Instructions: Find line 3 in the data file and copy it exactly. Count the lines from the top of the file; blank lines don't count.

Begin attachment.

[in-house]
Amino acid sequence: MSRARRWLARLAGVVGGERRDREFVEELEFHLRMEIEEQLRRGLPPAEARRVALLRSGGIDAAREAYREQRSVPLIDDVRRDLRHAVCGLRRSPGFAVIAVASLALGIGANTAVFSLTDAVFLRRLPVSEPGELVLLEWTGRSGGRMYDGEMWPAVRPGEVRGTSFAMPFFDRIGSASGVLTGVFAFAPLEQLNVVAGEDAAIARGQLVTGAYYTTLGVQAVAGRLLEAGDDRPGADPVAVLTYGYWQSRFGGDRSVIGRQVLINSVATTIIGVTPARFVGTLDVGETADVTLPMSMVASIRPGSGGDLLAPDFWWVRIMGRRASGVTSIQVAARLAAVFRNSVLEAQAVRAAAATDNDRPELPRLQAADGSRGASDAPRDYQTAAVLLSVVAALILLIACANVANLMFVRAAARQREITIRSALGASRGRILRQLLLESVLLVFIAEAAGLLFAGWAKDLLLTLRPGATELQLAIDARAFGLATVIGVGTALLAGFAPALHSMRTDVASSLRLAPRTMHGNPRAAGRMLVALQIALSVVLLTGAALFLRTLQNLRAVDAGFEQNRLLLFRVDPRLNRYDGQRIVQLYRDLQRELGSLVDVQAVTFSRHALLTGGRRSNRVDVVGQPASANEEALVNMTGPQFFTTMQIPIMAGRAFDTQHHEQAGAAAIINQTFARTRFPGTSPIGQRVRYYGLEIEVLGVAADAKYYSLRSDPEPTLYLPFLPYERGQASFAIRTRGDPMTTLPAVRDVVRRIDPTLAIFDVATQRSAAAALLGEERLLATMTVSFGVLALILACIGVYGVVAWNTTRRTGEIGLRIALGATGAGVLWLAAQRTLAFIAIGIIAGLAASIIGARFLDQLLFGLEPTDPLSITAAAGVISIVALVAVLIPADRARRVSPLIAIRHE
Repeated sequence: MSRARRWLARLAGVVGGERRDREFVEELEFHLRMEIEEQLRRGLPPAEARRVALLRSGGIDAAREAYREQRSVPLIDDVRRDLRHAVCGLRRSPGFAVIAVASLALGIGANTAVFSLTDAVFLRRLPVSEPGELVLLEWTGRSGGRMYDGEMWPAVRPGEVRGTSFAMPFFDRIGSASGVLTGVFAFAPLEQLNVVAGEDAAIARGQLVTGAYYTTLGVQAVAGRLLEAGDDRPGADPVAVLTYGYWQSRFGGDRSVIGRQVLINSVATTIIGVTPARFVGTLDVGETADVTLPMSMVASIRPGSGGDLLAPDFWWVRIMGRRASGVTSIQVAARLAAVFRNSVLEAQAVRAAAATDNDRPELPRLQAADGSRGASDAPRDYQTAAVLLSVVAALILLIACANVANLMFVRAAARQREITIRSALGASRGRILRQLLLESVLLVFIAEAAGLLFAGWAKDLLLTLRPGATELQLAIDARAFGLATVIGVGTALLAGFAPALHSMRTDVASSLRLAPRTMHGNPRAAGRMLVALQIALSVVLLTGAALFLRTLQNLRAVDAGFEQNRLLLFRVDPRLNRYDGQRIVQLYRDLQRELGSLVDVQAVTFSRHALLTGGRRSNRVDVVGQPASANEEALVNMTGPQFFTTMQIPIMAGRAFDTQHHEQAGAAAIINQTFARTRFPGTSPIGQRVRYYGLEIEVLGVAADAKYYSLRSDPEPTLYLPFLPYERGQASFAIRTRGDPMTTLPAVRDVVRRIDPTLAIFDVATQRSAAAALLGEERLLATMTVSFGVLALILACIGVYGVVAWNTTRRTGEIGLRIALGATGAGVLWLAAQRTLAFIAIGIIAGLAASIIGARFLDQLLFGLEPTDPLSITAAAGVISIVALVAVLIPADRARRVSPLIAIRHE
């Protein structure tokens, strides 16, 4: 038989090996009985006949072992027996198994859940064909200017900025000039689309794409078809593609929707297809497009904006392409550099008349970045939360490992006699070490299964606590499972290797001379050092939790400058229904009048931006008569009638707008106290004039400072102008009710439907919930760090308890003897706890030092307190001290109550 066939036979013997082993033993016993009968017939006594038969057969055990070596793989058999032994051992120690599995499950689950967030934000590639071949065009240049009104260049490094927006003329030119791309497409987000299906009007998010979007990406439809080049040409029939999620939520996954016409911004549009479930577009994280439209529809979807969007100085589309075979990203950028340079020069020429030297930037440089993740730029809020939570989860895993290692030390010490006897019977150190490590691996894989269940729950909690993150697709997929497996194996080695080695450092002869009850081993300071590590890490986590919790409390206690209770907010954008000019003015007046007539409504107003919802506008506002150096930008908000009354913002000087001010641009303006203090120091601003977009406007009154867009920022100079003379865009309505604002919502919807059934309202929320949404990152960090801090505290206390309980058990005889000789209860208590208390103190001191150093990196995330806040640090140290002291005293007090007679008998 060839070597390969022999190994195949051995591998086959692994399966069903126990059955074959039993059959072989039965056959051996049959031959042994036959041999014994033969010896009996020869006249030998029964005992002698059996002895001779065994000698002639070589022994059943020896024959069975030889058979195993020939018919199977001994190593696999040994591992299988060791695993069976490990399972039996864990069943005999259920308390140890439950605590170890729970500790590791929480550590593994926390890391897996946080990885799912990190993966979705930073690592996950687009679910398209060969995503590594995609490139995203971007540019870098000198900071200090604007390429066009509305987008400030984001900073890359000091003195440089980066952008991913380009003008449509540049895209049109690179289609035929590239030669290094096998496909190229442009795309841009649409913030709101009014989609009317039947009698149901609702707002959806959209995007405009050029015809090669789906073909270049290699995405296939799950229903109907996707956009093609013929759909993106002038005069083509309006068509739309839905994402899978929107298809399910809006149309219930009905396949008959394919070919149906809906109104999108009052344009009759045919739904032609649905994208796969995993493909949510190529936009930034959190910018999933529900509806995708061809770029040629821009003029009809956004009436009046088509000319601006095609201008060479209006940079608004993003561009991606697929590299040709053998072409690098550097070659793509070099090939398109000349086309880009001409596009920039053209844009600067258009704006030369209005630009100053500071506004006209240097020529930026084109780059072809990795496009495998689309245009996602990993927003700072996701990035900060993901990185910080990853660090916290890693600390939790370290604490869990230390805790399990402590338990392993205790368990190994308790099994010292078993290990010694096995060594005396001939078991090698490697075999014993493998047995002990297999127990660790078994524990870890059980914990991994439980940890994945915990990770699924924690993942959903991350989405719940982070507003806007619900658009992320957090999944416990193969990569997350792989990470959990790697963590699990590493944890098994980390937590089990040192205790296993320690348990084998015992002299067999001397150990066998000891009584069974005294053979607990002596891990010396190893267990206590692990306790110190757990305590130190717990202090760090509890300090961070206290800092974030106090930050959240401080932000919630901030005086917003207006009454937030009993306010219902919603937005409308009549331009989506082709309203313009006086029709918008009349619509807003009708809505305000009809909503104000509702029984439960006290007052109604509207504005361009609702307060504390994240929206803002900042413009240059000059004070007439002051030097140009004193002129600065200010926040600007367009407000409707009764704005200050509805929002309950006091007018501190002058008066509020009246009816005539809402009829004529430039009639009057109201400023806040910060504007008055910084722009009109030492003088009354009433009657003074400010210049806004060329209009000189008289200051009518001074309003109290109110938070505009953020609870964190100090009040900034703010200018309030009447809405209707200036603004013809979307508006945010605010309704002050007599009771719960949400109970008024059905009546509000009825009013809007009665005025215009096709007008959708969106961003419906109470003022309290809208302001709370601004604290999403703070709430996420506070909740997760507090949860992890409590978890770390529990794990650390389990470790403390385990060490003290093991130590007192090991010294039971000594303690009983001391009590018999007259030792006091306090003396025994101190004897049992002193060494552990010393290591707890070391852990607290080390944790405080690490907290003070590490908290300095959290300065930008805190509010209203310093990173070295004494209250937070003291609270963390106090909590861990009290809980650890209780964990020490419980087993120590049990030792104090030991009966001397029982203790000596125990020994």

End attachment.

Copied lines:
Repeated sequence: MSRARRWLARLAGVVGGERRDREFVEELEFHLRMEIEEQLRRGLPPAEARRVALLRSGGIDAAREAYREQRSVPLIDDVRRDLRHAVCGLRRSPGFAVIAVASLALGIGANTAVFSLTDAVFLRRLPVSEPGELVLLEWTGRSGGRMYDGEMWPAVRPGEVRGTSFAMPFFDRIGSASGVLTGVFAFAPLEQLNVVAGEDAAIARGQLVTGAYYTTLGVQAVAGRLLEAGDDRPGADPVAVLTYGYWQSRFGGDRSVIGRQVLINSVATTIIGVTPARFVGTLDVGETADVTLPMSMVASIRPGSGGDLLAPDFWWVRIMGRRASGVTSIQVAARLAAVFRNSVLEAQAVRAAAATDNDRPELPRLQAADGSRGASDAPRDYQTAAVLLSVVAALILLIACANVANLMFVRAAARQREITIRSALGASRGRILRQLLLESVLLVFIAEAAGLLFAGWAKDLLLTLRPGATELQLAIDARAFGLATVIGVGTALLAGFAPALHSMRTDVASSLRLAPRTMHGNPRAAGRMLVALQIALSVVLLTGAALFLRTLQNLRAVDAGFEQNRLLLFRVDPRLNRYDGQRIVQLYRDLQRELGSLVDVQAVTFSRHALLTGGRRSNRVDVVGQPASANEEALVNMTGPQFFTTMQIPIMAGRAFDTQHHEQAGAAAIINQTFARTRFPGTSPIGQRVRYYGLEIEVLGVAADAKYYSLRSDPEPTLYLPFLPYERGQASFAIRTRGDPMTTLPAVRDVVRRIDPTLAIFDVATQRSAAAALLGEERLLATMTVSFGVLALILACIGVYGVVAWNTTRRTGEIGLRIALGATGAGVLWLAAQRTLAFIAIGIIAGLAASIIGARFLDQLLFGLEPTDPLSITAAAGVISIVALVAVLIPADRARRVSPLIAIRHE